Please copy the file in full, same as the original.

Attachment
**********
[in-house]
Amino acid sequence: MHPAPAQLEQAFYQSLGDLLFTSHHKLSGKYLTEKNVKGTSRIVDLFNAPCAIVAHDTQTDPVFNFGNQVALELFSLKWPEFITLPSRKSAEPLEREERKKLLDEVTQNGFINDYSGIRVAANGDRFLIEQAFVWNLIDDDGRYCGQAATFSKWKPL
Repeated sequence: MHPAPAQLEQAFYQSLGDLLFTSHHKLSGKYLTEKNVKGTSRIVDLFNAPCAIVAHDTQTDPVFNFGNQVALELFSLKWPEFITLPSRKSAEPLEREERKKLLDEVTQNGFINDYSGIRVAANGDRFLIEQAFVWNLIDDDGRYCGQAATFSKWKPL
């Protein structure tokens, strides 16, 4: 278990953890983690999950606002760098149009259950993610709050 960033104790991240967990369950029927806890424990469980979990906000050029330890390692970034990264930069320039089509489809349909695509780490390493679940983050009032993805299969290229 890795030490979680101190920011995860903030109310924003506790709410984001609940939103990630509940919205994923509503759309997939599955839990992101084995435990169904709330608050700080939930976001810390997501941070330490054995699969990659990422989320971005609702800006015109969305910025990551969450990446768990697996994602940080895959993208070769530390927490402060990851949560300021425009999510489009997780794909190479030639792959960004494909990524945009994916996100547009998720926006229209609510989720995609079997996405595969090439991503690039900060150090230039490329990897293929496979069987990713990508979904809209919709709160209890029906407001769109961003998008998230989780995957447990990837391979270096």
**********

[in-house]
Amino acid sequence: MHPAPAQLEQAFYQSLGDLLFTSHHKLSGKYLTEKNVKGTSRIVDLFNAPCAIVAHDTQTDPVFNFGNQVALELFSLKWPEFITLPSRKSAEPLEREERKKLLDEVTQNGFINDYSGIRVAANGDRFLIEQAFVWNLIDDDGRYCGQAATFSKWKPL
Repeated sequence: MHPAPAQLEQAFYQSLGDLLFTSHHKLSGKYLTEKNVKGTSRIVDLFNAPCAIVAHDTQTDPVFNFGNQVALELFSLKWPEFITLPSRKSAEPLEREERKKLLDEVTQNGFINDYSGIRVAANGDRFLIEQAFVWNLIDDDGRYCGQAATFSKWKPL
């Protein structure tokens, strides 16, 4: 278990953890983690999950606002760098149009259950993610709050 960033104790991240967990369950029927806890424990469980979990906000050029330890390692970034990264930069320039089509489809349909695509780490390493679940983050009032993805299969290229 890795030490979680101190920011995860903030109310924003506790709410984001609940939103990630509940919205994923509503759309997939599955839990992101084995435990169904709330608050700080939930976001810390997501941070330490054995699969990659990422989320971005609702800006015109969305910025990551969450990446768990697996994602940080895959993208070769530390927490402060990851949560300021425009999510489009997780794909190479030639792959960004494909990524945009994916996100547009998720926006229209609510989720995609079997996405595969090439991503690039900060150090230039490329990897293929496979069987990713990508979904809209919709709160209890029906407001769109961003998008998230989780995957447990990837391979270096």